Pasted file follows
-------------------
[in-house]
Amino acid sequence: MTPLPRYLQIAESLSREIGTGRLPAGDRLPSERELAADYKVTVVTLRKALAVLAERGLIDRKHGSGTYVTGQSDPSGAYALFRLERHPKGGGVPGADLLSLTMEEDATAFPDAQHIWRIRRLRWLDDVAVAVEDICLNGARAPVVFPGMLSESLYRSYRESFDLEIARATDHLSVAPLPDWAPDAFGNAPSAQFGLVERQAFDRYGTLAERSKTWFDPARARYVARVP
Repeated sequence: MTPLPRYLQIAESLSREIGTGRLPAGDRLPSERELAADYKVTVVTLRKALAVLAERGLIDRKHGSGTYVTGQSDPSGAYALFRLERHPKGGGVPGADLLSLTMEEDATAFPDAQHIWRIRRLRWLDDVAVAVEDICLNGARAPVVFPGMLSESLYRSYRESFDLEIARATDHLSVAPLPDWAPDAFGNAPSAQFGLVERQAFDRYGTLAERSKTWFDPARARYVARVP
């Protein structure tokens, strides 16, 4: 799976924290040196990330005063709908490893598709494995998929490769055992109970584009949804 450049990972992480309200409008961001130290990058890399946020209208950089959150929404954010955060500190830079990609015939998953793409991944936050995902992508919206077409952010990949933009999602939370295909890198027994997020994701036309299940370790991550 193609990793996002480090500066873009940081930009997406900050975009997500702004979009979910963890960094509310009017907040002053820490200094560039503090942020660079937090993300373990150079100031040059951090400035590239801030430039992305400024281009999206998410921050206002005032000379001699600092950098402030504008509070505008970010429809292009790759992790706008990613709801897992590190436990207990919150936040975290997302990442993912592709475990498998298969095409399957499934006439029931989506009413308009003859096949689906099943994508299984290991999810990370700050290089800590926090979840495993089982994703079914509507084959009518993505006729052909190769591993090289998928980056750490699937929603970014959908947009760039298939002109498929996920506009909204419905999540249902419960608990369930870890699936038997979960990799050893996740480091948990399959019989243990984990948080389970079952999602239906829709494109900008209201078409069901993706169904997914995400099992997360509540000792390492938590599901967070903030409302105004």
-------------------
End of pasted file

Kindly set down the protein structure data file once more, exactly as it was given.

[in-house]
Amino acid sequence: MTPLPRYLQIAESLSREIGTGRLPAGDRLPSERELAADYKVTVVTLRKALAVLAERGLIDRKHGSGTYVTGQSDPSGAYALFRLERHPKGGGVPGADLLSLTMEEDATAFPDAQHIWRIRRLRWLDDVAVAVEDICLNGARAPVVFPGMLSESLYRSYRESFDLEIARATDHLSVAPLPDWAPDAFGNAPSAQFGLVERQAFDRYGTLAERSKTWFDPARARYVARVP
Repeated sequence: MTPLPRYLQIAESLSREIGTGRLPAGDRLPSERELAADYKVTVVTLRKALAVLAERGLIDRKHGSGTYVTGQSDPSGAYALFRLERHPKGGGVPGADLLSLTMEEDATAFPDAQHIWRIRRLRWLDDVAVAVEDICLNGARAPVVFPGMLSESLYRSYRESFDLEIARATDHLSVAPLPDWAPDAFGNAPSAQFGLVERQAFDRYGTLAERSKTWFDPARARYVARVP
């Protein structure tokens, strides 16, 4: 799976924290040196990330005063709908490893598709494995998929490769055992109970584009949804 450049990972992480309200409008961001130290990058890399946020209208950089959150929404954010955060500190830079990609015939998953793409991944936050995902992508919206077409952010990949933009999602939370295909890198027994997020994701036309299940370790991550 193609990793996002480090500066873009940081930009997406900050975009997500702004979009979910963890960094509310009017907040002053820490200094560039503090942020660079937090993300373990150079100031040059951090400035590239801030430039992305400024281009999206998410921050206002005032000379001699600092950098402030504008509070505008970010429809292009790759992790706008990613709801897992590190436990207990919150936040975290997302990442993912592709475990498998298969095409399957499934006439029931989506009413308009003859096949689906099943994508299984290991999810990370700050290089800590926090979840495993089982994703079914509507084959009518993505006729052909190769591993090289998928980056750490699937929603970014959908947009760039298939002109498929996920506009909204419905999540249902419960608990369930870890699936038997979960990799050893996740480091948990399959019989243990984990948080389970079952999602239906829709494109900008209201078409069901993706169904997914995400099992997360509540000792390492938590599901967070903030409302105004």